Ship and Crew Receive Commendation from Admiral Nimitz
In February 1942, ADM. Chester A. Nimitz, CINCPAC, commended McManus, his men, and their tug for a job well done:
“For distinguished service in line of your profession as Commanding Officer of the Navy Yard Tug HOGA, and efficient action and disregard of your own personal safety during the attack.... When another ship was disabled and appeared to be out of control, with serious fires on the fore part of that ship, you moored your tug to her bow and assisted materially in extinguishing the fires. When it was determined that the damaged ship should be beached, as there was serious danger of her sinking in the channel, you assisted in the beaching operations in an outstanding manner. Futhermore, each member of the crew of the HOGA functioned in a most efficient manner and exhibited commendable disregard of personal danger throughout the operations."
Hoga After the Attack
Following the Japanese attack, Hoga was pressed into additional duty cleaning debris from the harbor and the salvage efforts on the sunken and battle-damaged vessels. This effort continued through the war years. Hoga was an active participant in this as well as in the continuing function of Pearl Harbor as an active Navy Base with increased responsibilities and duties as the springboard for the eventual re-conquest of occupied Pacific islands and territories and victory over Japan. During the war Hoga was redesignated as a YTB (Yard Tug, Large) on May 15, 1944. Salvage work and heavy duty continued after the war.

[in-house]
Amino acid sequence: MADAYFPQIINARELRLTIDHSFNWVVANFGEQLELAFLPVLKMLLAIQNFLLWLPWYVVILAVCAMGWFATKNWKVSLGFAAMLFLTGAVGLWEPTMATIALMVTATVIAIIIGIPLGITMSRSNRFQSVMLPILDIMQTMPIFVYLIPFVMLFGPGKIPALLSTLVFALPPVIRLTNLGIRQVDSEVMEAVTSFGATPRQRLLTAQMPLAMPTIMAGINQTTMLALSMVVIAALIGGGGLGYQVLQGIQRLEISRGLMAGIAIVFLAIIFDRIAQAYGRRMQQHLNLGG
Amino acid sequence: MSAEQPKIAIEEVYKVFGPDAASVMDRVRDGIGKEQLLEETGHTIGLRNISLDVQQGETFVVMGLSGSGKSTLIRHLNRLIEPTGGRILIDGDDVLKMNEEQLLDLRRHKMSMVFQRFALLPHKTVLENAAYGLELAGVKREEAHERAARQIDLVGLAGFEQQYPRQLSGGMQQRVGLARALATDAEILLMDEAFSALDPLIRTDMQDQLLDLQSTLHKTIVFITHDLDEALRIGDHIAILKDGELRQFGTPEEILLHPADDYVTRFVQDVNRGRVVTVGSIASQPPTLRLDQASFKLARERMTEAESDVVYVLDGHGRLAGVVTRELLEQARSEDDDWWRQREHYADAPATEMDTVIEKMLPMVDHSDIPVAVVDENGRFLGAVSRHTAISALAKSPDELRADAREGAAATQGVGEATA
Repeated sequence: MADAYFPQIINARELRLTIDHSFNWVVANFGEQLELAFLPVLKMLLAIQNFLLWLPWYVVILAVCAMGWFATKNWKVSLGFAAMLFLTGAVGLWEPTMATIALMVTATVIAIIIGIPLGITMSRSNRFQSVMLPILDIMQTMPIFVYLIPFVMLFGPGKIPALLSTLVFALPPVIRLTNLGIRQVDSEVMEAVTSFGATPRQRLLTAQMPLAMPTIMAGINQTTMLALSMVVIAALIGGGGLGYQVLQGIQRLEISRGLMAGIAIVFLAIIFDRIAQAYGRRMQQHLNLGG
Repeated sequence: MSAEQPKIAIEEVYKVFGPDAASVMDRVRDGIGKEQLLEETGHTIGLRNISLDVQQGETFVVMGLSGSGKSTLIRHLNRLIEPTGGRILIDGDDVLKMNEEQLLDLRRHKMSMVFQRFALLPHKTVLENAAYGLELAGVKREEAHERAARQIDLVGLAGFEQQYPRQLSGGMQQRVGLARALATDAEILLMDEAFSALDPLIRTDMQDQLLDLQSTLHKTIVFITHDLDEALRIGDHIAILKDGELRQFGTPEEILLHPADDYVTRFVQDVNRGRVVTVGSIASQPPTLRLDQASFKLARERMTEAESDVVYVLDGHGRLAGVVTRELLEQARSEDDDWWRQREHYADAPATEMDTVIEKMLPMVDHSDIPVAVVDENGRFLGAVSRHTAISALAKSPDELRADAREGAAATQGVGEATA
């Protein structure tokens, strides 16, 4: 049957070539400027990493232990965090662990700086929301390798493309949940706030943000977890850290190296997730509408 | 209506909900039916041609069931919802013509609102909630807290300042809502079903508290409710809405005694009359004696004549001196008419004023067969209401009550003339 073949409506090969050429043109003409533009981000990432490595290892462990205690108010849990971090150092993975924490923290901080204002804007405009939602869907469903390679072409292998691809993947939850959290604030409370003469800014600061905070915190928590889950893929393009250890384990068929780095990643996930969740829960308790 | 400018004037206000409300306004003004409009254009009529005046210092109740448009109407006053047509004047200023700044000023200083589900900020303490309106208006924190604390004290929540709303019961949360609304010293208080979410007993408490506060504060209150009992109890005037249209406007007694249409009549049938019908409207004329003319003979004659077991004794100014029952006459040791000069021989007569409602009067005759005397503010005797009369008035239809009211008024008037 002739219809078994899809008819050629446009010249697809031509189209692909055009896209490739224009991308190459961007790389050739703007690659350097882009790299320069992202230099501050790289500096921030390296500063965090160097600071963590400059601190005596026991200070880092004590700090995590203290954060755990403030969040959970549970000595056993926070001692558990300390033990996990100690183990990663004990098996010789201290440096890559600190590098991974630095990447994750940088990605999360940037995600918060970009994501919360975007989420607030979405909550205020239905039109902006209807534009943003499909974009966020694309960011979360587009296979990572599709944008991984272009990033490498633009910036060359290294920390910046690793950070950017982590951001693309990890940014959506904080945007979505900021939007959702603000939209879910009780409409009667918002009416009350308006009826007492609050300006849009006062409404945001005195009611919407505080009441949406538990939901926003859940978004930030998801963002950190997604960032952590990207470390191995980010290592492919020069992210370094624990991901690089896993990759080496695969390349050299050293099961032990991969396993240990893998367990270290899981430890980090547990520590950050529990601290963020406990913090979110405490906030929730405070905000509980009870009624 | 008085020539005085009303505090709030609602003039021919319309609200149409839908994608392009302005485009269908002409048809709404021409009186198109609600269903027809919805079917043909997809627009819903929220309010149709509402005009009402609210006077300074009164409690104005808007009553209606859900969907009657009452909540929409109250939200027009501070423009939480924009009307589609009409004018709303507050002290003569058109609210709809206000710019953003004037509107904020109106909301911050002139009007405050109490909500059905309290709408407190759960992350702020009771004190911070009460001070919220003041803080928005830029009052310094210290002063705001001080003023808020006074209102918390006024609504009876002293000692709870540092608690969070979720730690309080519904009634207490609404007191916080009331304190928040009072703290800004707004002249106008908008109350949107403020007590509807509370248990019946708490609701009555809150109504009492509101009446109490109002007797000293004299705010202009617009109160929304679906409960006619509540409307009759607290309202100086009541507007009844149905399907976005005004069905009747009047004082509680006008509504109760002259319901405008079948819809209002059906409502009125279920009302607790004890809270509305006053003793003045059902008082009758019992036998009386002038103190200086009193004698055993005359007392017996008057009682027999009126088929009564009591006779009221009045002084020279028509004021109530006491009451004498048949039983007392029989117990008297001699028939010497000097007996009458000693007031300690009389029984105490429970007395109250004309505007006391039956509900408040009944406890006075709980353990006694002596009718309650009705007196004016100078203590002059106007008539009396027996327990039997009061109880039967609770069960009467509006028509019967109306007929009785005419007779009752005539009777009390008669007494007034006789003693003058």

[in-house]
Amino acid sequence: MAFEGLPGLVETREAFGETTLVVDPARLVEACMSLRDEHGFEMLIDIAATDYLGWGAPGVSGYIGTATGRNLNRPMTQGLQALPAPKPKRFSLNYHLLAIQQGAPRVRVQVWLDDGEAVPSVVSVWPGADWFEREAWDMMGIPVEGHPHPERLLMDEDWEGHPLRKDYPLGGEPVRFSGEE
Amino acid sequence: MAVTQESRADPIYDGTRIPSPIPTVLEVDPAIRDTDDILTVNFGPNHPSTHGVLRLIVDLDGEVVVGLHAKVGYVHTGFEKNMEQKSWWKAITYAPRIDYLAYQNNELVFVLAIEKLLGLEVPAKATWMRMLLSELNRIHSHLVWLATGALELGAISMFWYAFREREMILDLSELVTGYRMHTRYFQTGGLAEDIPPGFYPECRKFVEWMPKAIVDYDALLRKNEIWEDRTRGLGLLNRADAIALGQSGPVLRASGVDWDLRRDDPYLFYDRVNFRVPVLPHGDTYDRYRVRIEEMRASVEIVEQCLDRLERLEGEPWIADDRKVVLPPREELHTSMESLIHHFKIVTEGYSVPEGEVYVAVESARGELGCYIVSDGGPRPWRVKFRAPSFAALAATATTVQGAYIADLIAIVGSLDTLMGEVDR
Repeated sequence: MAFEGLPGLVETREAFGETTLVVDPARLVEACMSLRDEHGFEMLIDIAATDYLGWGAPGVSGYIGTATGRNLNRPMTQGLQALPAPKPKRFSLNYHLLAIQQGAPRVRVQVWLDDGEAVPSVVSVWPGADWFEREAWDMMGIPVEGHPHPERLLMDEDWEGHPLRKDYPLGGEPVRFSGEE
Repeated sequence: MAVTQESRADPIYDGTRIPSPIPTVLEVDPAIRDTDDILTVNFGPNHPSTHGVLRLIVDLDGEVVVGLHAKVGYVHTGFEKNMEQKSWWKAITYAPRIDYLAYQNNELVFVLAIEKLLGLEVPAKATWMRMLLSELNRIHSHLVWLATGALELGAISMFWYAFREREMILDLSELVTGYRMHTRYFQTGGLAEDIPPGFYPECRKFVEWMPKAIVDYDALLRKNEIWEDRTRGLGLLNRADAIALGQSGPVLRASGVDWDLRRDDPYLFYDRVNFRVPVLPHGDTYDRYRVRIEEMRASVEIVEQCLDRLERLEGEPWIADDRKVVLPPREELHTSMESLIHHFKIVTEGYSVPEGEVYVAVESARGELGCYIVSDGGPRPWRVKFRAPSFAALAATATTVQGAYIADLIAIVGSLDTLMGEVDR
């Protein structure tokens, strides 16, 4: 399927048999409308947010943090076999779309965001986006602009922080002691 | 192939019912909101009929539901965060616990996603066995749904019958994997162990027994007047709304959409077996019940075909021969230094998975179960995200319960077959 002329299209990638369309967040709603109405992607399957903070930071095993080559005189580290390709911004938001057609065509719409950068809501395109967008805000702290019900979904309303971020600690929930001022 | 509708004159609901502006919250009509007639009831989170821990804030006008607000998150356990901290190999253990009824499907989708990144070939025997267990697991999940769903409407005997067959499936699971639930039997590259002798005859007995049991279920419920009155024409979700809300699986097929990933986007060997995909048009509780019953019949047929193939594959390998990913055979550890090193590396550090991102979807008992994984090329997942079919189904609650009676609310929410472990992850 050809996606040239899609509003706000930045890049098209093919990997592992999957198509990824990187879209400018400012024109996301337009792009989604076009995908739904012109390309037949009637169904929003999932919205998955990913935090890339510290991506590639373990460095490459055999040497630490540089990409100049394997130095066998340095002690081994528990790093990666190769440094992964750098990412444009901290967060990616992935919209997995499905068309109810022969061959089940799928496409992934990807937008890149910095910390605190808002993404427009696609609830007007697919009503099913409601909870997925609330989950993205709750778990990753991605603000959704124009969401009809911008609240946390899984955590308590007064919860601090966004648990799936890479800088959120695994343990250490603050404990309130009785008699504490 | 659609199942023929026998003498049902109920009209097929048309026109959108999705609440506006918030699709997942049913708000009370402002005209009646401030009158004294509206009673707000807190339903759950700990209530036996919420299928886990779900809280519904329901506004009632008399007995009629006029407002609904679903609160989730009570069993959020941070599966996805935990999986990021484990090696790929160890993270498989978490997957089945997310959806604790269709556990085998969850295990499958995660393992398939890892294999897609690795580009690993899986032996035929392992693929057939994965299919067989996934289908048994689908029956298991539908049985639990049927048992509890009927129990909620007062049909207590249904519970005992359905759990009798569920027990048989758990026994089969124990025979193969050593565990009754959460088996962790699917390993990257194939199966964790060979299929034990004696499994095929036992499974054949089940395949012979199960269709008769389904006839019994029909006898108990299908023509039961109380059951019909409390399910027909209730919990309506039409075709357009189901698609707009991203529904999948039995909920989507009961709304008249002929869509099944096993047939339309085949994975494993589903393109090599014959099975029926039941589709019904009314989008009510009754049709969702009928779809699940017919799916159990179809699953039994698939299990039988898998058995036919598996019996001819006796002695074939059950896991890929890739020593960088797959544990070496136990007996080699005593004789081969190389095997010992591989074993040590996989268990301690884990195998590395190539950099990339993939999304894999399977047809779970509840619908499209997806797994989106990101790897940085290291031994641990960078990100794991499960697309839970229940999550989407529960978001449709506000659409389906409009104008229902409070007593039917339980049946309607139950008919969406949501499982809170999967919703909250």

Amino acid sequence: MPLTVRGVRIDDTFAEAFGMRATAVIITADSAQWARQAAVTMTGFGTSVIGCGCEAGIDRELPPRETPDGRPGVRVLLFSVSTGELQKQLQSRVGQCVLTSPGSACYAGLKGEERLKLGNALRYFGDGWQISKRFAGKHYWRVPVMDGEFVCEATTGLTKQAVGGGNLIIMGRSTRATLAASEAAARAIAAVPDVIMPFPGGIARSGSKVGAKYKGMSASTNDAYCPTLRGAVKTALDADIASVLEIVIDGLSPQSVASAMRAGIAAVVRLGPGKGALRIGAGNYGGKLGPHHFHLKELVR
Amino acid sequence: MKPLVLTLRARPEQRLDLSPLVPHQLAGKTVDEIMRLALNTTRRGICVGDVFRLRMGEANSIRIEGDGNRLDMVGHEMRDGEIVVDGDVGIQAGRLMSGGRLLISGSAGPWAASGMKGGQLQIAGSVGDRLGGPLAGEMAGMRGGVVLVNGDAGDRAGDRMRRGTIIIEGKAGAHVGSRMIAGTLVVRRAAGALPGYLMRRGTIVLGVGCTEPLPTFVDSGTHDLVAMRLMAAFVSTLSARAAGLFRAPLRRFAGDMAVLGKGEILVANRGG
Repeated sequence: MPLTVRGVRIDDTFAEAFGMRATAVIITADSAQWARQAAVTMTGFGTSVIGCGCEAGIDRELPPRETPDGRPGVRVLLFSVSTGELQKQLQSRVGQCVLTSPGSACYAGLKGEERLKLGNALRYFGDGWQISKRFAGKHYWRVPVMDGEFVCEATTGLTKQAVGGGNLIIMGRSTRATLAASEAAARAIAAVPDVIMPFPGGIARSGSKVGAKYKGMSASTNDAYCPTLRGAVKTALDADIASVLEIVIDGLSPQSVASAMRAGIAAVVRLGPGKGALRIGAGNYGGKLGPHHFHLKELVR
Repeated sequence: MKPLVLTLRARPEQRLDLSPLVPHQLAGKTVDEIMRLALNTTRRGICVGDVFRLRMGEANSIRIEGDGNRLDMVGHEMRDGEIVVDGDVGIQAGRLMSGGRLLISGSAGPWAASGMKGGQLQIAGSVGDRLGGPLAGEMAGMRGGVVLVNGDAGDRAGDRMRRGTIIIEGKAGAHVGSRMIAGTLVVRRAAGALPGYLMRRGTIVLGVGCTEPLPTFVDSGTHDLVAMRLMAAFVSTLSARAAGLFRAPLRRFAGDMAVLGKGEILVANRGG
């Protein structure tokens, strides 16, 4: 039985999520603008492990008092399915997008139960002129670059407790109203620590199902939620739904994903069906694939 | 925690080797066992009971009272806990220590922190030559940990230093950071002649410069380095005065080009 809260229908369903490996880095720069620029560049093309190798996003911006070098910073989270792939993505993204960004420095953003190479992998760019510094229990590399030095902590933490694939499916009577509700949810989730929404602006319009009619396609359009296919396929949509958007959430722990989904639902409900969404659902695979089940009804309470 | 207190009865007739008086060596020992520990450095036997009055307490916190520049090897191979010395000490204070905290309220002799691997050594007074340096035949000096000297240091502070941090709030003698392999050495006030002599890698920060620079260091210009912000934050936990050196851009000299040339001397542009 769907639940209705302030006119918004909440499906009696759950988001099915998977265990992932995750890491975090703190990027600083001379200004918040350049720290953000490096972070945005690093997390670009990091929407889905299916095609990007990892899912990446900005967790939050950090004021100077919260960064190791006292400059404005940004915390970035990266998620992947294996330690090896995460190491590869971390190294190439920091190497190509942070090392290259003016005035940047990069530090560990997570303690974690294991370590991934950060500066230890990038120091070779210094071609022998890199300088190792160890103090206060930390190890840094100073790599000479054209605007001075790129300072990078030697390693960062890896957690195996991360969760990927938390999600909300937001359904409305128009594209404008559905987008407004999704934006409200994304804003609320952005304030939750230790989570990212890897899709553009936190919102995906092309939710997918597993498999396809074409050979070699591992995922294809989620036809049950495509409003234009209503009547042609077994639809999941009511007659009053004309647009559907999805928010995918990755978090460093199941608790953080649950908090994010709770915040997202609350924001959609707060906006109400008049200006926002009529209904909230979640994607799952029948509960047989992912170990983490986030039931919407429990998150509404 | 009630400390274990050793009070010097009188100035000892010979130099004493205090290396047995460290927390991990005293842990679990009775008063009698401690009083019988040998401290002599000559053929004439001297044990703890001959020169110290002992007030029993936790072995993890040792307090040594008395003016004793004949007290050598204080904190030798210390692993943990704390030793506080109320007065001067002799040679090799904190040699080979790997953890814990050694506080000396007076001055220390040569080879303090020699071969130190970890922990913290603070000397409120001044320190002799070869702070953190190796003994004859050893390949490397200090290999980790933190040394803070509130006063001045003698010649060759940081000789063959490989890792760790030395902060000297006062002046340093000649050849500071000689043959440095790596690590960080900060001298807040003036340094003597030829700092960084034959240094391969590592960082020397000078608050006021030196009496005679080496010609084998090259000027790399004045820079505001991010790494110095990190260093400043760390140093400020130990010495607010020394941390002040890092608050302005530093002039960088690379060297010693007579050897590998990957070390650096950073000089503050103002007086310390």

In 1948, Hoga was transferred on loan to the Port of Oakland for use as a fireboat through the efforts of Congressman George P. Miller. Re-christened Port of Oakland (later changed to City of Oakland) entered service in July 1948. She received modifications to increase her fire-fighting capability. In her 40 year career as an Oakland fireboat, the vessel combated numerous shipboard fires, waterfront blazes, rescued persons in the water, and served as a tour boat for President Jimmy Carter during a 35-minute tour of the port on July 3, 1980. Hoga received National Landmark Status on June 30, 1989 while still serving as the fireboat City of Oakland. On July 28, 2005, the US Navy officially transferred Hoga to the City of North Little Rock, where she is destined to become a permanent exhibit at the Arkansas Inland Maritime Museum.